Simon Oliver's incoming "Collider" series was next up, and Cunningham gave away a Kindle Fire from panel sponsor Amazon for naming one of the laws of thermodynamics. The writer then explained, "This is a book about physics. It's a book about broken physics taking place in our world...we follow a group of people from the F.B.P. – the Federal Bureau of Physics – as they go about their day." The series will make broken science mundane for the man on the street, but before long, the odd changes in how the world works spirals out of control.
Snyder spoke up for the book casting himself in the role of P.T. Barnum for comics. "It's brilliant in the way that no one knows why the laws of physics is beginning to deteriorate all around the world...I loved it. They gave me the first three issues, and I was worried. I though, 'What if I read it and I don't like it.' But it's amazing." Dennis added that series artist Robbi Rodriguez is going to be the next Sean Murphy in terms of being a talent about to break out on another level.
Speaking of, the panel showed off October's "Coffin Hill," which reimagines pop culture phenomenon like the Kennedy curse but stretches the idea back into the Salem Witch Trials where a group of teenage girls unleash a long lost force that haunts them and their town to gory effect. The book is by novelist Caitlin Kittredge and "Fairest" artist Inaki Miranda. "It's provacative. It's dark. It's twisted. And I think Caitlin is going to be one of the new voices in comics," Bond said.
Dennis took over the discussions to introduce his new books including "Hinterkind" which is a horror/fairy tale mash-up by writer Ian Edgington. At first, Dennis was uninterested in the book because he typically shies away from such fantasy, but "The more I read it, I started to this 'Whoa. This is all right!" The pitch for the series imagines a version of earth years in the future where old fairy tale monsters and myths have taken back the earth from man, but then humans make an attempt to carve out their own space in a world where warring factions of magical creatures tear each other apart. The editor explained it in terms of "Game of Thrones" – a fantasy series that appeals to non-fantasy fans.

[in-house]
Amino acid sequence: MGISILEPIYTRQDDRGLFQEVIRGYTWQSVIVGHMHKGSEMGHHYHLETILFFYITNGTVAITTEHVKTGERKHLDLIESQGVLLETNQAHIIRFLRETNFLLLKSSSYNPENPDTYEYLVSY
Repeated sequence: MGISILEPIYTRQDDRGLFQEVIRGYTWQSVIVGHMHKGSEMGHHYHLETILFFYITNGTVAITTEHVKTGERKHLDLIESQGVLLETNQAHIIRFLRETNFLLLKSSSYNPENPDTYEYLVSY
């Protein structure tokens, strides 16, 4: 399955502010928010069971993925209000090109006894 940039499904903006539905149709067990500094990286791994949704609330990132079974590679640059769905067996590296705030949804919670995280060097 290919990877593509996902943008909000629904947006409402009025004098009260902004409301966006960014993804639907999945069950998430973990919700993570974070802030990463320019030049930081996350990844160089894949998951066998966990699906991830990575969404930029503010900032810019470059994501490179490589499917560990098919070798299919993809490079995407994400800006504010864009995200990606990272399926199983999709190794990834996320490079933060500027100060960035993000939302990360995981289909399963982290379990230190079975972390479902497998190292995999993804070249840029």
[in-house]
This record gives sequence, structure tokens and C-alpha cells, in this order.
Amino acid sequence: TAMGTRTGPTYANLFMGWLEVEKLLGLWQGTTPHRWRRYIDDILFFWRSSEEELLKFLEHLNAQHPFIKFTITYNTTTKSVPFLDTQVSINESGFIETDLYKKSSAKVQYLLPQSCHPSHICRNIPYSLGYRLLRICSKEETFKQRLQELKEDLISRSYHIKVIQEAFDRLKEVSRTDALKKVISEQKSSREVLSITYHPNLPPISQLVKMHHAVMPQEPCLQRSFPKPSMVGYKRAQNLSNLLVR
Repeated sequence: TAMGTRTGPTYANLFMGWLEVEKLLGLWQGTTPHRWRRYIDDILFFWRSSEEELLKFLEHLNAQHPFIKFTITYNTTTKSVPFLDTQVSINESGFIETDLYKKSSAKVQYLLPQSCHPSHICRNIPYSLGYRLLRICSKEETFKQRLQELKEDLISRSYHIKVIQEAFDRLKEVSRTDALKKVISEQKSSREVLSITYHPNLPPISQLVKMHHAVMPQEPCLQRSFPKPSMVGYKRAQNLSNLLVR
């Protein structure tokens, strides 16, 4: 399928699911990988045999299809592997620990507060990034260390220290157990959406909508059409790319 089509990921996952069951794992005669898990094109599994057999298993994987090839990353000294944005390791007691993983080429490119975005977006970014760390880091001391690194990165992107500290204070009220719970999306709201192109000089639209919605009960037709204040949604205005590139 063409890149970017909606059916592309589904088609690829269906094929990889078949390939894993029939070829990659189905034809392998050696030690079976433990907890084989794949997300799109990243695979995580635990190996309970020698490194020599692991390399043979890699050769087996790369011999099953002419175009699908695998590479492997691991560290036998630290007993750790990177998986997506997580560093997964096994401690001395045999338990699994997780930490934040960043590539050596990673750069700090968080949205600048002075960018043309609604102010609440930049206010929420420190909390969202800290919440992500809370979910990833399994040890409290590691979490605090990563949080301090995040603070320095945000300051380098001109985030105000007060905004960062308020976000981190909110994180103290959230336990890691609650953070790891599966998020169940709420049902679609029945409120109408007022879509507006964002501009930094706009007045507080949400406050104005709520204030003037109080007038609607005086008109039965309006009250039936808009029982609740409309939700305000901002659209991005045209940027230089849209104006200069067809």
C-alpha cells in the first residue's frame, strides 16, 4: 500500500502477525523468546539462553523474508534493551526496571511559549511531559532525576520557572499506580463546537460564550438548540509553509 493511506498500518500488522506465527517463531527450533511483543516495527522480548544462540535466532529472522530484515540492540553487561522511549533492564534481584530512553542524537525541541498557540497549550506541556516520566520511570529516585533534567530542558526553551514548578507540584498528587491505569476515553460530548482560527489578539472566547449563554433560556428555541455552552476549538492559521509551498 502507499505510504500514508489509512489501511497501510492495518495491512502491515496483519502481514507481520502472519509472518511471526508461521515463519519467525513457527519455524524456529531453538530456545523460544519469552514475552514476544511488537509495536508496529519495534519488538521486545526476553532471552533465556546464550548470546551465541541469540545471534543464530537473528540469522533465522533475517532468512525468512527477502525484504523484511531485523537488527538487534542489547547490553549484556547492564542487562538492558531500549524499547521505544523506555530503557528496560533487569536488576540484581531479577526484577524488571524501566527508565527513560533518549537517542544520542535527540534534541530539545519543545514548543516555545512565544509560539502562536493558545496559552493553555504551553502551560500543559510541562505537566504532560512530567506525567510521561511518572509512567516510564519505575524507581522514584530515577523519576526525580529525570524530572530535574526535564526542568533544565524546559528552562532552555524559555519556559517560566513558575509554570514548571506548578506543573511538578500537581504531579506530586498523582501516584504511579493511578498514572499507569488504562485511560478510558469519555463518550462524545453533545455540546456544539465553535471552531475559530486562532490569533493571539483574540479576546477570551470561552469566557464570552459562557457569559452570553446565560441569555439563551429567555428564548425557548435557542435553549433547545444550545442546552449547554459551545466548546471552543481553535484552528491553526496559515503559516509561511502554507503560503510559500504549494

Also coming is "The Discipline" – a new Peter Milligan series which will push the sexual boundaries of storytelling at Vertigo. "Peter is probably the smartest writer I've ever worked with at pushing you write up to the edge without going over," Dennis said. "I think if you give it a chance, you're going to feel yourself moved in the way that I've been moved." That sounded pretty sexual...perhaps unintentionally so.
Lee Bermejo will move fully into writing and drawing with "The Suiciders." Set in Los Angeles after a giant earthquake where the city is left alone by most of the government. In an attempt to revive their fortunes, the last vestiges of the Hollywood industry creates a horrific reality TV show called "The Suiciders." "It says a lot to me about our current fascination with celebrity," Dennis said.
The panel then shifted to a preview of upcoming issues of "Brother Lono" as Dennis explained that despite being a follow-up to "100 Bullets," the creative team of Brian Azzarello, Eduardo Risso and Trish Mulvihill tried to bring a different tone to the look of the book and its story.
Things wrapped with Cunningham asking the audience how many people came wondering what Vertigo was possibly going to do to take itself into the future. As a few admitted they came with such trepidation, Bond promised that the best is yet to come from the imprint.